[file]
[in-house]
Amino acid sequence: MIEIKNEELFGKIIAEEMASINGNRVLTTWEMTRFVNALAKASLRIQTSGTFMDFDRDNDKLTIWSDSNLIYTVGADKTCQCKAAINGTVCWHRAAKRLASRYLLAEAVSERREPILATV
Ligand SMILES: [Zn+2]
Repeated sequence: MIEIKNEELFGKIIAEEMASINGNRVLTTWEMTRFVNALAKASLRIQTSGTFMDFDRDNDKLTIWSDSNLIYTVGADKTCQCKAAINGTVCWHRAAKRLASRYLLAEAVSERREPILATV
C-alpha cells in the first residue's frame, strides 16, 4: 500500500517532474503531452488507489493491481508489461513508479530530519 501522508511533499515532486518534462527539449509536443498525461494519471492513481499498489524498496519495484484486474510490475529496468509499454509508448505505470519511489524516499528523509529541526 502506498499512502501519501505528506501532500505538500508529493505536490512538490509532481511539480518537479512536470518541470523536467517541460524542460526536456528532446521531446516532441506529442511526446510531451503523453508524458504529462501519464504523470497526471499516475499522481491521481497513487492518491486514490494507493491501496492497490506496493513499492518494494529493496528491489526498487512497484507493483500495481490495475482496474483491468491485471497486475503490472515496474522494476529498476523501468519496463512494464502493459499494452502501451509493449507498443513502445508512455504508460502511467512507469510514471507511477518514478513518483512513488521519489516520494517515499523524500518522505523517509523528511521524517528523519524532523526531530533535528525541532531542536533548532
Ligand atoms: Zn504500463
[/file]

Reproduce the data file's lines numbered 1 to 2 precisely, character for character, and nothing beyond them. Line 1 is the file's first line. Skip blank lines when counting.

[in-house]
Amino acid sequence: MIEIKNEELFGKIIAEEMASINGNRVLTTWEMTRFVNALAKASLRIQTSGTFMDFDRDNDKLTIWSDSNLIYTVGADKTCQCKAAINGTVCWHRAAKRLASRYLLAEAVSERREPILATV